Colorado Interstate

In this Friday, Feb. 20, 2015 file photo, traffic comes to a halt as motorists try to enter lanes on Interstate 25 northbound out of downtown Denver. As funding for highway construction and upkeep dwindles, commute times for Denver motorists continue to increase. 

Colorado’s highway system received a negative overall ranking in part because the state has some of the worst rural interstate pavement conditions in the country, according to a recent report.  

The Reason Foundation, a libertarian research organization, ranked Colorado’s highway performance and cost-effectiveness 36th in the nation. The state’s overall ranking slipped five spots from last year’s ranking.

The study ranks state highways systems using 13 categories. Data used to rank Colorado’s highway system came from 2016 numbers submitted by the state’s highway agency to the federal government.

Colorado’s worst ranking in the study is for rural interstate pavement conditions, which rank 47th in the country.

“To improve in the rankings, Colorado needs to improve its rural Interstate pavement condition,” said Baruch Feigenbaum, assistant director of transportation for Reason Foundation and the report’s lead author. “Colorado is in the bottom five of all states in rural Interstate pavement condition.”  

“Compared to neighboring states, the report finds Colorado’s overall highway performance is worse than New Mexico (ranks 21st), Utah (ranks 9th) and Wyoming (ranks 11th),” Feigenbaum added. “Colorado is better than some comparable states like Washington (ranks 37th), but worse than others such as Arizona (ranks 29th).”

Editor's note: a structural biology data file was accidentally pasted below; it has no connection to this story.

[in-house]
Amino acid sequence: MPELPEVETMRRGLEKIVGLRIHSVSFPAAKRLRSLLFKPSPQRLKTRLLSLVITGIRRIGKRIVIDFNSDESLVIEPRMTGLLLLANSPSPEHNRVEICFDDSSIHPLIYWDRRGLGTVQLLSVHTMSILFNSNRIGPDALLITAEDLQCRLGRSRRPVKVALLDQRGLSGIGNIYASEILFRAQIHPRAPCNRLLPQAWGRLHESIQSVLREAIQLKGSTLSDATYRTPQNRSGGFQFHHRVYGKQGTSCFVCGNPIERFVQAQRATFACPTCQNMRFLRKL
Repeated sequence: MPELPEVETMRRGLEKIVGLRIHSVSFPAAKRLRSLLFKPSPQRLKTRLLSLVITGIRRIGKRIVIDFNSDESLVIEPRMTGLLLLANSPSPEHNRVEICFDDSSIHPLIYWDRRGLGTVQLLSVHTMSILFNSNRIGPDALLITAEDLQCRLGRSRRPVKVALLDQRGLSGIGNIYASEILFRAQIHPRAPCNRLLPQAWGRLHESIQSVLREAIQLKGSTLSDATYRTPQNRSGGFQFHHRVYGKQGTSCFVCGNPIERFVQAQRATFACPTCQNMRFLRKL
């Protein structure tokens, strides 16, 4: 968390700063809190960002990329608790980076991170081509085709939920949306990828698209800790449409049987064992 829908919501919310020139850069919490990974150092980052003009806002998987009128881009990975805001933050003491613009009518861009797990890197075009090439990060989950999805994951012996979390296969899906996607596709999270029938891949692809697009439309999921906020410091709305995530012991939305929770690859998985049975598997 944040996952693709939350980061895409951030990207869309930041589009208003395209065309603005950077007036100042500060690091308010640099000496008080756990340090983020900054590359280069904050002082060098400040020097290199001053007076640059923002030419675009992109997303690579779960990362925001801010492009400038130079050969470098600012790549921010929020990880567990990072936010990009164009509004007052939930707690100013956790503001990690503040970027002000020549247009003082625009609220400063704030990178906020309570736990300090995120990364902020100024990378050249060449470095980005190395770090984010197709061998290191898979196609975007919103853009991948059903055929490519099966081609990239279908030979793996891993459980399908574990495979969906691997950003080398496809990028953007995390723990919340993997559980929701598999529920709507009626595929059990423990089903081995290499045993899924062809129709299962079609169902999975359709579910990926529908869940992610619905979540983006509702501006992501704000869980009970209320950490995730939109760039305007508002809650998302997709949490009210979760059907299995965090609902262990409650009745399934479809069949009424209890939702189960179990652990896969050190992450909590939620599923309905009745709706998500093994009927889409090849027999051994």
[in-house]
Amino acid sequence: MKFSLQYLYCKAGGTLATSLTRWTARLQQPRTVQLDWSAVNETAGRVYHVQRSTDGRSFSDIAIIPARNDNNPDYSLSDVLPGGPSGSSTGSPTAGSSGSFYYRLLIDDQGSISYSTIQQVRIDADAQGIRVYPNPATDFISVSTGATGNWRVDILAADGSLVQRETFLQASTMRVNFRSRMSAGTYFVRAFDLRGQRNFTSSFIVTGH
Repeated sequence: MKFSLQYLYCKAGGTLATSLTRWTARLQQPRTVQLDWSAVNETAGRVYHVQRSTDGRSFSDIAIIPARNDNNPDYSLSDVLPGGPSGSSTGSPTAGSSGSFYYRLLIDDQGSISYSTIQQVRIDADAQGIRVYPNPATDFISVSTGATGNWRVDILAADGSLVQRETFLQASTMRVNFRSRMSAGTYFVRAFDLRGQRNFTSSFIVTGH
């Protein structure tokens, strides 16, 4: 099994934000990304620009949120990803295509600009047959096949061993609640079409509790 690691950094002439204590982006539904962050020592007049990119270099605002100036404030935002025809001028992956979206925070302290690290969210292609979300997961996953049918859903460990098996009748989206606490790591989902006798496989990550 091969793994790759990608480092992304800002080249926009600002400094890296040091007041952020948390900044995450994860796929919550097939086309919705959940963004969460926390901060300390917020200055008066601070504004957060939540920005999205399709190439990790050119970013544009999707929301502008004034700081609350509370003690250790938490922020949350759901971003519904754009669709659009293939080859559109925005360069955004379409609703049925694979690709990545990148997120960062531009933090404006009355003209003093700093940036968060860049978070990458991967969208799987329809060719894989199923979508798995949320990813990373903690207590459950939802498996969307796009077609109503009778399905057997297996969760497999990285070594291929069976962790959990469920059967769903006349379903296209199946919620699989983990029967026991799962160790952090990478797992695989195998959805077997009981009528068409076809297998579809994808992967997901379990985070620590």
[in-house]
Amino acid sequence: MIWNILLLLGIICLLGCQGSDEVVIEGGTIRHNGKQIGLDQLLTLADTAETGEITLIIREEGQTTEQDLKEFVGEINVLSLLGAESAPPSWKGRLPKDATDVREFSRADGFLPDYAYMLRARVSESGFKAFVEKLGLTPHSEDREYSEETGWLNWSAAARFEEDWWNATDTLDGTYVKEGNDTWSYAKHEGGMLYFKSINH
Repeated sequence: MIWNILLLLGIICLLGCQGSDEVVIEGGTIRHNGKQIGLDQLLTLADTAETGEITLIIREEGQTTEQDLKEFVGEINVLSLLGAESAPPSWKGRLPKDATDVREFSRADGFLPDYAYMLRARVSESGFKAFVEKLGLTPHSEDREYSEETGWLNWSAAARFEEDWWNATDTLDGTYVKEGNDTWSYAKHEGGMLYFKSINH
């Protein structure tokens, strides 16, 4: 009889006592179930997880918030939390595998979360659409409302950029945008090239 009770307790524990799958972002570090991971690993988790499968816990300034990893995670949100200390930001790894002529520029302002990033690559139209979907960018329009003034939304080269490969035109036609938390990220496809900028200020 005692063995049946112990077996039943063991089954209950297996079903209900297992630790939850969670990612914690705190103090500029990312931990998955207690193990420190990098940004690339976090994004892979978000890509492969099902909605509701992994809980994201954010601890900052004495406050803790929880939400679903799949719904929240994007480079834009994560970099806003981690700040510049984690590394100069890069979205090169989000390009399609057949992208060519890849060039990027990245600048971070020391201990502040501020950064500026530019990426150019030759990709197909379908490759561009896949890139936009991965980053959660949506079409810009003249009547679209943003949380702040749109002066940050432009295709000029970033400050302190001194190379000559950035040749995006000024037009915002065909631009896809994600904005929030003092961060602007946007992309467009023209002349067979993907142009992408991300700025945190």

Colorado also ranks 13th for structurally deficient bridges, 23rd in overall fatality rate, 37th for urban congestion.

The Colorado Department of Transportation says its budget is $1.55 billion a year, with about half going toward road maintenance. CDOT also says on its website that it’s “really doing less with less” because the state’s gas tax hasn’t increased since 1991 and remains at 22 cents per gallon.

A state audit of CDOT recently found that the department has issues with the “completeness and transparency” with its budget procedures. The department spent $582.7 million more than was outlined in its budget in 2017, because it didn’t include unspent revenue from the previous year. 

CDOT also failed to release $29.3 million in unused construction project funds, according to the audit.

During the last legislative session, lawmakers agreed to allocate $300 million in this year’s budget towards funding transportation.

Democrats in the state say the Taxpayer’s Bill of Rights is preventing the state from raising more revenue to fund for roads. The constitutional amendment approved by voters in 1992 requires voter approval for all tax increases in the state. TABOR defenders said it is necessary to curb the size of government.

 

Colorado voters in November will decide if the state can permanently keep TABOR-granted tax refunds, which in part would help fund transportation if approved.

Last November, voters rejected two ballot measures that would have raised funds for transportation in two different ways.

 

Regional Editor

Derek Draplin is a regional editor at The Center Square. He previously worked as an opinion producer at Forbes, and as a reporter at Michigan Capitol Confidential and The Detroit News. He’s also an editor at The Daily Caller.